Advice and Information for Finance Professionals

How to Reduce Risk from New Financial Reporting Imperatives

Guest Author

By Marc Seewald, Senior Director, Product Management, Oracle EPM Cloud

Corporate taxation, and in particular transfer pricing, continues to see a level of scrutiny that that was unheard of even five years ago. Last year’s $14.5 billion dollar fine on Apple by the EU shows that the scrutiny on tax strategy (and corporate tax reporting) can materially impact the business. Furthermore, the raid on Caterpillar’s corporate office related to a tax dispute should have sent shivers down the spine of even the most intrepid CFO.

For multinational enterprises, the stakes could not be higher. This is no longer just a consideration for the corporate tax function. The level of scrutiny has elevated corporate tax reporting to a board-level concern.

In response, tax reporting must become a fundamentally integrated part of the corporate financial reporting process. Yesterday’s disconnected approach to corporate tax reporting is no longer an acceptable risk to bear.

The last major push for transparency in financial reporting of corporate income tax was the 2007 enactment of the FIN48 requirement for disclosure of “Uncertain Tax Positions.” However, that pales in comparison to the OECD’s BEPS Action 13 for transfer pricing and country by country reporting (CbCR). Regulators and revenue agencies around the world are about to be flooded with greater transparency into corporate tax strategy. It doesn’t take much creativity to imagine the level of audit activity that could result in the coming years.

Multinational enterprises that have more closely integrated their tax and financial reporting will be in a far better position to weather the storm. The largest benefit of making these investments now (instead of later) will be a greater success rate in defensive tax strategy. Additional benefits will be a significant improvement in the efficiency of maintaining the transfer pricing processes and a reduced need for controversy management.

The CbCR requirement is fast approaching. Yet, most companies are just now considering the appropriate method of complying with the requirement. Instead of adopting stand-alone CbCR solution from tax compliance vendors, leading multinational enterprises are looking for tax reporting solutions that are more closely linked to financial reporting. These enterprises also understand that the CbCR template is just one of the steps necessary to address better transparency and control in transfer pricing. Additional business processes such as intercompany allocations, intercompany accounting and reconciliation, profitability monitoring and management, and the supply chain also need to be considered.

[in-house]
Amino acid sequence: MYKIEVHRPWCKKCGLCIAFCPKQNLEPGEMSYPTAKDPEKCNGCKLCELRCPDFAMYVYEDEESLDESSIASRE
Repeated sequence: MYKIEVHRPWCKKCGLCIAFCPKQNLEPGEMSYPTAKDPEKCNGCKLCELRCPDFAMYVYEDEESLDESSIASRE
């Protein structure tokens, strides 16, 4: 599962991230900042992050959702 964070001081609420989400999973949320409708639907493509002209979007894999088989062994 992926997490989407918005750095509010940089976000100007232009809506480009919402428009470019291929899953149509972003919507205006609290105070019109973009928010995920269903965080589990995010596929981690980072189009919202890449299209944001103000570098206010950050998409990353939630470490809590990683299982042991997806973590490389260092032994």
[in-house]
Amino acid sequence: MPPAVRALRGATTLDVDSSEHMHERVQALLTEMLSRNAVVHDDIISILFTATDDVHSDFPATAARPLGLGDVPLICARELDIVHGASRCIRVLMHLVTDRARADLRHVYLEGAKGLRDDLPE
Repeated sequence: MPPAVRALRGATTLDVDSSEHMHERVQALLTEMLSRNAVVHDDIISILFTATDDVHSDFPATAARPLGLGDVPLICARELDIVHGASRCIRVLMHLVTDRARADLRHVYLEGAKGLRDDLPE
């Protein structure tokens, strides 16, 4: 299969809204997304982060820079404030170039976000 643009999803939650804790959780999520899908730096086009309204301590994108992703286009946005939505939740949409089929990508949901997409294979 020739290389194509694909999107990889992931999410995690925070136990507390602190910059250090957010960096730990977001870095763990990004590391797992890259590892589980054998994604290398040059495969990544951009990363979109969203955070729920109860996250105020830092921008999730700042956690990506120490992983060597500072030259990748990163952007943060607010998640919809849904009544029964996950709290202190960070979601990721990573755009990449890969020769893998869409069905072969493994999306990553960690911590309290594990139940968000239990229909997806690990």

Fortunately, customers that have Oracle Enterprise Performance Management (EPM) solutions have a distinct advantage in addressing the new tax reporting requirements.

Oracle has spent the last five years developing offerings that bring tax and finance together and now offers the industry’s only comprehensive transfer pricing and tax reporting solution. Oracle’s cloud-based transfer pricing solution provides the transparency demanded by the new reporting requirements because of its direct connection to the source financial systems and data. Furthermore, tax automation will greatly reduce the effort required to maintain transfer pricing processes. Finally, because the transfer pricing and reporting solution is built in the Oracle Cloud, it can be deployed quickly and is easy to use.

Just like FIN48, CbCR is likely not the end of the challenges multinationals will face around tax transparency. Emerging requirements like the Standard Audit File for Tax (SAF-T) will continue to put pressure on the corporate tax function. Globalization will also continue to drive scrutiny and complexity in transfer pricing and tax reporting. Companies that focus on bringing tax and finance together will more successfully navigate the new reporting paradigms.

In short, it’s good practice to treat your “internal business reporting” with as much integrity as your “external business reporting.” Take this approach to financial and tax reporting, and you will significantly reduce your likelihood of being the next front page news in the financial news outlets.

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Comments ( 2 )
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